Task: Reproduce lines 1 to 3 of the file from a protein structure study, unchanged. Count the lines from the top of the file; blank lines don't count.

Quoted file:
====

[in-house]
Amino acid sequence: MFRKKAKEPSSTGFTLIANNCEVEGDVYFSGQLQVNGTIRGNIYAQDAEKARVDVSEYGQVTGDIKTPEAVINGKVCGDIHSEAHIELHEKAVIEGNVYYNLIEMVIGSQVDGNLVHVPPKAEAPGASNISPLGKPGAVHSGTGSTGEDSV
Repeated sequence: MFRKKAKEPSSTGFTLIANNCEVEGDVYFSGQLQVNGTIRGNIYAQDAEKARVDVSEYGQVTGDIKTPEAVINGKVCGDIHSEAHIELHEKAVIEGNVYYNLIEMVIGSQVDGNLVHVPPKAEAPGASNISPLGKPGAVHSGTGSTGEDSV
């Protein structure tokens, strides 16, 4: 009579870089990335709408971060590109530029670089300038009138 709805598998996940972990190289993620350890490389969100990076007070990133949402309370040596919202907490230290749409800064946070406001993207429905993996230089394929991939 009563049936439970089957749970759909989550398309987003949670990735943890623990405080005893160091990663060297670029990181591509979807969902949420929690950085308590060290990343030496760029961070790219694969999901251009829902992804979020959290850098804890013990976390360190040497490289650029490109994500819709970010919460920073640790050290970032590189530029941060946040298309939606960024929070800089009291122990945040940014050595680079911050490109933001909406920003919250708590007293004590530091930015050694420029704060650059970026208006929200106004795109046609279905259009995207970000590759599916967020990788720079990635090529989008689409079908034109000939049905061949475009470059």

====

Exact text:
[in-house]
Amino acid sequence: MFRKKAKEPSSTGFTLIANNCEVEGDVYFSGQLQVNGTIRGNIYAQDAEKARVDVSEYGQVTGDIKTPEAVINGKVCGDIHSEAHIELHEKAVIEGNVYYNLIEMVIGSQVDGNLVHVPPKAEAPGASNISPLGKPGAVHSGTGSTGEDSV
Repeated sequence: MFRKKAKEPSSTGFTLIANNCEVEGDVYFSGQLQVNGTIRGNIYAQDAEKARVDVSEYGQVTGDIKTPEAVINGKVCGDIHSEAHIELHEKAVIEGNVYYNLIEMVIGSQVDGNLVHVPPKAEAPGASNISPLGKPGAVHSGTGSTGEDSV